The art of the children's sermon

January 13th, 2015

Children’s sermons can be the most awkward time of the whole worship service for the pastor, yet they are as much a part of worship as the congregational prayer, the sermon, and the benediction.  This is not a time for children to be on display for the congregation; it is a time to include the children in the worship service and to speak the Scripture to them in their language. Including children in worship means taking time to learn their language and to speak that language. 

The children’s sermon is the art of proclaiming the Word of God from a different perspective.  Speaking the Scripture to the children means that the pastor needs to prepare in the same manner and with the same intentionality as the rest of the worship service. When preparing to lead children in a children’s sermon, keep in mind the following things:

  1. Children are children. They will talk, and wiggle, and laugh. Children, especially young children, have a very short attention span. Don’t try to overdo your time with them. Keep the whole time together under five minutes.
  2. What age are most of the children? If most of the children coming forward for the children’s sermon are 2 to 4 years old, your illustrations and comments need to be age-appropriate. If most of the children are 9 or 10 years old, you will phrase your comments differently. Young children do not get the “God is like” connections or the moral statements we add onto our stories. They will smile back at you and want to tell you all about the new kittens next door.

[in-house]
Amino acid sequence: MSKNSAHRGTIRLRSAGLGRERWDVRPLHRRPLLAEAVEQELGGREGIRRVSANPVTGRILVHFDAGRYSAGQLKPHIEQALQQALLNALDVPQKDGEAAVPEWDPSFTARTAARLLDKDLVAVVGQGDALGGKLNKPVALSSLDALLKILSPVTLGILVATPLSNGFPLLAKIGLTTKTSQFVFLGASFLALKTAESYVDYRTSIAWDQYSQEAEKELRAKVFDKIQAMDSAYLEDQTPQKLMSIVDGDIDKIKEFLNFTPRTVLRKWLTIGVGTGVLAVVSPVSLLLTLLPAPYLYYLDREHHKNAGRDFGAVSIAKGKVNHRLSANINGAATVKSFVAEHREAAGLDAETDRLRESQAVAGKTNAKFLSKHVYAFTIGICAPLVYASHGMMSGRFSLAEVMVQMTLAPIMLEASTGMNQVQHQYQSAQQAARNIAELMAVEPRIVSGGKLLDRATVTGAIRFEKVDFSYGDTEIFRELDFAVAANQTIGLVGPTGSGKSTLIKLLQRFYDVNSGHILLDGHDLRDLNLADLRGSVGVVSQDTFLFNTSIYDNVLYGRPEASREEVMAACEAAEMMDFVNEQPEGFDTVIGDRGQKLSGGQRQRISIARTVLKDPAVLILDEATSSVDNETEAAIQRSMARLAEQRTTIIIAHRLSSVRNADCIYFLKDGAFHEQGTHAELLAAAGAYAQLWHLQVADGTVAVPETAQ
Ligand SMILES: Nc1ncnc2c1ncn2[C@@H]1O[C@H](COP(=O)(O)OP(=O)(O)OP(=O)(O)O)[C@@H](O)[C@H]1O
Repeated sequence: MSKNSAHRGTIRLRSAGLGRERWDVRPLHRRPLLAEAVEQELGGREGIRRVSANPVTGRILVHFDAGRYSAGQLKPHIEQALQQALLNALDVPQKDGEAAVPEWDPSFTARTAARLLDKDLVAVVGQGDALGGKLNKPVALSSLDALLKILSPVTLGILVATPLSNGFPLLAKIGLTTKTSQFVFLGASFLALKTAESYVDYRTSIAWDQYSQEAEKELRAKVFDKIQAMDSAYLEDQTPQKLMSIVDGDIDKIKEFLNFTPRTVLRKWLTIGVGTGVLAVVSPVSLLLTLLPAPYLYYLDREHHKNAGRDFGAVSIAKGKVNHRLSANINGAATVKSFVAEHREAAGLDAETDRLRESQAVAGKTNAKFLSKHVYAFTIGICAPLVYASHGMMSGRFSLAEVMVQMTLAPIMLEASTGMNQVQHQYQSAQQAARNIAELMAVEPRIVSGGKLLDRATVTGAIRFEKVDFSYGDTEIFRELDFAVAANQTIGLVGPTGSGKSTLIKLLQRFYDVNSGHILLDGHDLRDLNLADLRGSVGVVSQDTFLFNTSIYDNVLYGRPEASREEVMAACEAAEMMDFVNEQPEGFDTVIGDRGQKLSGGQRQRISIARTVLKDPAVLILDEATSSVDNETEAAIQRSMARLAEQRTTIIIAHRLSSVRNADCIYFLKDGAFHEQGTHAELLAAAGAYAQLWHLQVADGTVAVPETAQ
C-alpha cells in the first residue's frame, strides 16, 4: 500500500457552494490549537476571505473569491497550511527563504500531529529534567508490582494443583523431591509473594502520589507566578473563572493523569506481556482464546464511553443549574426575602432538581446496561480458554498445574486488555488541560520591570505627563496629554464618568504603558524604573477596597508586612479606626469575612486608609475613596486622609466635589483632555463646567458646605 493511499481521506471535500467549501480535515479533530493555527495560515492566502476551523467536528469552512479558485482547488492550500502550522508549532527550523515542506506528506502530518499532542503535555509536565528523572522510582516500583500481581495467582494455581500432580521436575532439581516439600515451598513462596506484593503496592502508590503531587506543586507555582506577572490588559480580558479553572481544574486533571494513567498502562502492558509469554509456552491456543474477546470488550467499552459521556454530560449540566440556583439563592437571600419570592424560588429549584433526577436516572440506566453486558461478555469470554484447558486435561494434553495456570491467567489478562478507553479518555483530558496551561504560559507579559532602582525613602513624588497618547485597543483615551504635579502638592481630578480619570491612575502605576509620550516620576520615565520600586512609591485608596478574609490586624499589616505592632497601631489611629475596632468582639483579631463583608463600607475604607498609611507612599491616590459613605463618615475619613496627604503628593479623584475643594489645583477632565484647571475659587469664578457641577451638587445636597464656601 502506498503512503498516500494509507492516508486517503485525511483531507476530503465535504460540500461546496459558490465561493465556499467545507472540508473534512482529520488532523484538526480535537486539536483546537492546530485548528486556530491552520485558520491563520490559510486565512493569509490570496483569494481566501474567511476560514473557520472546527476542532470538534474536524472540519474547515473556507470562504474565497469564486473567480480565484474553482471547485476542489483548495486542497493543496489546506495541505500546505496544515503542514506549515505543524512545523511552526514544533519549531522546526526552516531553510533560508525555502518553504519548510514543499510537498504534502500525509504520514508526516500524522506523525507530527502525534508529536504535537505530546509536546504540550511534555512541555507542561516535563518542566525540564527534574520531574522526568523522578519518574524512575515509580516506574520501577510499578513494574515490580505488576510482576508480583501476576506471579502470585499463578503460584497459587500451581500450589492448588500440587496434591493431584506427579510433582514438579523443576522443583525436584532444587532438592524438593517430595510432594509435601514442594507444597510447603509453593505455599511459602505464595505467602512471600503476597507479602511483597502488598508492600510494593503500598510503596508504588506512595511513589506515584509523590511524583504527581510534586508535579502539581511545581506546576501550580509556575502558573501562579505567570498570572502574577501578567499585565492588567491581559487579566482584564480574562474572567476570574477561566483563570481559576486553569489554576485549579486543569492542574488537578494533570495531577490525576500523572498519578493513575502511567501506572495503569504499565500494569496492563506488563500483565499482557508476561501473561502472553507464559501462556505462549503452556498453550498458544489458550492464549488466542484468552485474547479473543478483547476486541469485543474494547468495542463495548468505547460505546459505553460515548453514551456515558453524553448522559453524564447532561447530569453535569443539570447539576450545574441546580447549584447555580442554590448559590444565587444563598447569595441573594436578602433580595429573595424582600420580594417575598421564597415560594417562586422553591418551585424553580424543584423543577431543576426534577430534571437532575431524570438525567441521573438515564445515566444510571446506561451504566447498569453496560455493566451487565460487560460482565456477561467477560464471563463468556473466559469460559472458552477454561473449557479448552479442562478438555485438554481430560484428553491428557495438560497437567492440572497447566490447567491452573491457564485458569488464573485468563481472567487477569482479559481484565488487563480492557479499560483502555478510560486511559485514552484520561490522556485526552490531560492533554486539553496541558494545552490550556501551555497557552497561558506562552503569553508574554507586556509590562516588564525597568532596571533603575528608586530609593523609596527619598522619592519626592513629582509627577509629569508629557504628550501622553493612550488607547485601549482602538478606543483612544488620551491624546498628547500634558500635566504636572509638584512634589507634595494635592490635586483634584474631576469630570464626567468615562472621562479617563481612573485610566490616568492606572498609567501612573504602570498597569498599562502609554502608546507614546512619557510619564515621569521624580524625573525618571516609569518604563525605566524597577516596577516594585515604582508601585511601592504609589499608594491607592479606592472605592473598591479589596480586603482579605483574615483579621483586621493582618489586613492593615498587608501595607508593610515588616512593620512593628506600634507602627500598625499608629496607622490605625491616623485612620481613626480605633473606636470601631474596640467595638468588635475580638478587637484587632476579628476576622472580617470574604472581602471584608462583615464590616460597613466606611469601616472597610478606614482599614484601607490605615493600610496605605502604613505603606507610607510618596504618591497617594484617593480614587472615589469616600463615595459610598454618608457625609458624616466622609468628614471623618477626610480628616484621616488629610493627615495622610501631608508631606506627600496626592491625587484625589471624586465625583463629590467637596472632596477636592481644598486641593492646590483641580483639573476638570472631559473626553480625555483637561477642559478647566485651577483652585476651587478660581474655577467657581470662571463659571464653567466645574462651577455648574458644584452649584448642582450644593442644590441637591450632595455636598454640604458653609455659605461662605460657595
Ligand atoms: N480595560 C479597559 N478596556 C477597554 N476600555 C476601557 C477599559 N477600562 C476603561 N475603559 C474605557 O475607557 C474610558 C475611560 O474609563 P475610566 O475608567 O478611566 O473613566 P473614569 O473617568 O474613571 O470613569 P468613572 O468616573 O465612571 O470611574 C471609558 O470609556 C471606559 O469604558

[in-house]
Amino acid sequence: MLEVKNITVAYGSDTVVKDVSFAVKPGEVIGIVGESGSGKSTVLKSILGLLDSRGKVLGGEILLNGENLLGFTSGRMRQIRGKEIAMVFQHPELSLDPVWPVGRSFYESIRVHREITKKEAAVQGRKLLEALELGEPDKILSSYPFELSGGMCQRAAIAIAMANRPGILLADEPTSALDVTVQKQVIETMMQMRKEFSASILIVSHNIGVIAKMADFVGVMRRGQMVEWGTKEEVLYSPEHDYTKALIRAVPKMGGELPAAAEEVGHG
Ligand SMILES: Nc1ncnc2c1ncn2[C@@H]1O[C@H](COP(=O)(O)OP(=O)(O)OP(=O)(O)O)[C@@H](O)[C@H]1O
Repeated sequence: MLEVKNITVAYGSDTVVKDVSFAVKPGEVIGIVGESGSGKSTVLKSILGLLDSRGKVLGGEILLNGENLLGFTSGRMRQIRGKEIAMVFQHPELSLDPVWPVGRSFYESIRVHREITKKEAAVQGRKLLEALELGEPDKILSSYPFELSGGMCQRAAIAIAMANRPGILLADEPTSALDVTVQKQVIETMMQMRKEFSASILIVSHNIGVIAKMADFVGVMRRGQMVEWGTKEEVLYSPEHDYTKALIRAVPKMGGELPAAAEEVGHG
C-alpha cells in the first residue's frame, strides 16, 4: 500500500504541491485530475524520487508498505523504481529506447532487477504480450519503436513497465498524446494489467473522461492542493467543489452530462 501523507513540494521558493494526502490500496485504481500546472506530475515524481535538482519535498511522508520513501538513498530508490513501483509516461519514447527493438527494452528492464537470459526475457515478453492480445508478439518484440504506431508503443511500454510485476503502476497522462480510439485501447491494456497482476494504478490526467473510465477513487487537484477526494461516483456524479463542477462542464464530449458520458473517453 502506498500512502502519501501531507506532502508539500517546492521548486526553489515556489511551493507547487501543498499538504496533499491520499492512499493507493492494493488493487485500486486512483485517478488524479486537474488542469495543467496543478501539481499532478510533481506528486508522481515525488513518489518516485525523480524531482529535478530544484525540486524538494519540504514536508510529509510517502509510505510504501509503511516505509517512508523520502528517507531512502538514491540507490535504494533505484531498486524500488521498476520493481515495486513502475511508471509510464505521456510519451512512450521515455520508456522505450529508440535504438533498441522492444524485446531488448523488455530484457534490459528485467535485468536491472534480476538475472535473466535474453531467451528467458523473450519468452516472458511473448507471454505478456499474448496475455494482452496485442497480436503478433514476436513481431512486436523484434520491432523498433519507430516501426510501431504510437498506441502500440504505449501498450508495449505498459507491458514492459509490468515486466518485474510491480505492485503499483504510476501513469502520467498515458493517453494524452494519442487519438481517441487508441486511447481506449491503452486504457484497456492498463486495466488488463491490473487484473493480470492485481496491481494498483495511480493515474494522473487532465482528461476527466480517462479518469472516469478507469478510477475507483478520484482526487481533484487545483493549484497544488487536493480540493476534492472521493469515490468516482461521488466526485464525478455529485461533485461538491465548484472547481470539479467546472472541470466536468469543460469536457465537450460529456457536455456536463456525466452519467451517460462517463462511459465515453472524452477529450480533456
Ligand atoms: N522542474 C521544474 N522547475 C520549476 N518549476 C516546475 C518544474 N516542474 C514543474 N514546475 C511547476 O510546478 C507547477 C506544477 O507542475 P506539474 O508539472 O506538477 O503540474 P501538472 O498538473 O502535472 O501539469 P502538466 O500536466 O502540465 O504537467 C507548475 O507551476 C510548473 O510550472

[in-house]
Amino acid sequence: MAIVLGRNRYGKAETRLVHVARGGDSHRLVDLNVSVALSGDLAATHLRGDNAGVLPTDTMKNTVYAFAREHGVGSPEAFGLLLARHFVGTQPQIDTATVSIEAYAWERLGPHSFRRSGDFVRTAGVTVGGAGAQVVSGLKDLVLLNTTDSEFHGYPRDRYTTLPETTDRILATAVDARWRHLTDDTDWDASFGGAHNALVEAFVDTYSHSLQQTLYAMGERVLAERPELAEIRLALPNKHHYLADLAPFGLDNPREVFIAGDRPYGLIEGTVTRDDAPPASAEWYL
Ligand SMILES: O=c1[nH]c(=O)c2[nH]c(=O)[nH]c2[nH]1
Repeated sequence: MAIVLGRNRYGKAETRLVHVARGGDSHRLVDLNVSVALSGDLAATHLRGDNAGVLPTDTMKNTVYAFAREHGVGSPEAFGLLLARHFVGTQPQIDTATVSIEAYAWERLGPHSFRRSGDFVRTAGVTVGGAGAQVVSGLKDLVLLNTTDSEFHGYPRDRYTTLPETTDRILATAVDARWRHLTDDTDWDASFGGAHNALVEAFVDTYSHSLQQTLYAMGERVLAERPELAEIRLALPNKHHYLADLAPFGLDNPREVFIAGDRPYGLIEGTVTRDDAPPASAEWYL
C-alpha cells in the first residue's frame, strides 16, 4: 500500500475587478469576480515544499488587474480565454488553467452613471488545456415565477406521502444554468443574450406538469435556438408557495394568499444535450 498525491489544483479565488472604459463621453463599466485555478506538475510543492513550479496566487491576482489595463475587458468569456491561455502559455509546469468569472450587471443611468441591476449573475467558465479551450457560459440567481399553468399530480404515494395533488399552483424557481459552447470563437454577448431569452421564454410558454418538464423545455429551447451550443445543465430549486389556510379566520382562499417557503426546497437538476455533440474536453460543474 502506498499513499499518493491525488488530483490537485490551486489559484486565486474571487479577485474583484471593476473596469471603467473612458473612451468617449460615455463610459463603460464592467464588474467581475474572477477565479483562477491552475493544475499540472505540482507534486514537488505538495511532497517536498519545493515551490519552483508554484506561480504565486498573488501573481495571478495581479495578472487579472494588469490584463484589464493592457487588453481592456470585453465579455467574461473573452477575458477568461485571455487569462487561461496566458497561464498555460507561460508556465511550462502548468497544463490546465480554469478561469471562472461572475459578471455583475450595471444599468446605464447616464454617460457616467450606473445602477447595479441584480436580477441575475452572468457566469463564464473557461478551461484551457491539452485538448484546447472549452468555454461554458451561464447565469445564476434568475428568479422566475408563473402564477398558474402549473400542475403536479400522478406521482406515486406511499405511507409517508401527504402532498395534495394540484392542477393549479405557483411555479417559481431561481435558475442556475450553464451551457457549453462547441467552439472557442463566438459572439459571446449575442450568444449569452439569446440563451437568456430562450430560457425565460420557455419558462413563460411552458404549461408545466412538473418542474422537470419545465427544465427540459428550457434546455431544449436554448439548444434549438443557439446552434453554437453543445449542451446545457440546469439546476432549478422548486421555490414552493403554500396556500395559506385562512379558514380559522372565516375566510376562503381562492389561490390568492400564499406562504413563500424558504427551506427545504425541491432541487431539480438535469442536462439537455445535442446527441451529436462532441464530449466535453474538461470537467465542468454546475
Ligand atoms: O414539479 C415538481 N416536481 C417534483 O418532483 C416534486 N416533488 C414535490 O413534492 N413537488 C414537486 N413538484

3. Make the sermon time simple and to the point. The younger children will bore quickly and the older ones will become confused.
  4. Don’t ask questions. Questions will be answered with very long, detailed stories or complete silence. You make the statements and you present the information.
  5. All children love to hear stories. Invite the children into a time of story telling and tell the biblical story; you can never tell the scriptural stories enough. Consider the Scripture for the sermon. If you are following the lectionary, there is usually a good story to be told from the Scriptures. You don’t need to end the story with a moral point. Just tell the story then pray.
  6. Remember, in some churches the children do not hear the Scripture read or proclaimed. This might be the only opportunity to share Scripture with the children. 
  7. The most important part of the children’s moment or sermon is connecting with the children.  The children need to see the love of Christ in you. If you are serving a larger congregation, this may be your most intentional time with the children. If you are serving a smaller congregation, this time will reflect your established relationship with the children. Really, that is all the children care about.
  8. This is a great opportunity for children to learn to pray aloud. Use this time to have the children do an echo prayer with you. You say a line, they repeat that line. Don’t make the lines too long, and don’t use large words. Make the prayer short and direct.

This is not a magic formula, but it does offer you a foundation for preparing for your time with the children. Keep these points in mind to make the children’s sermon great.  

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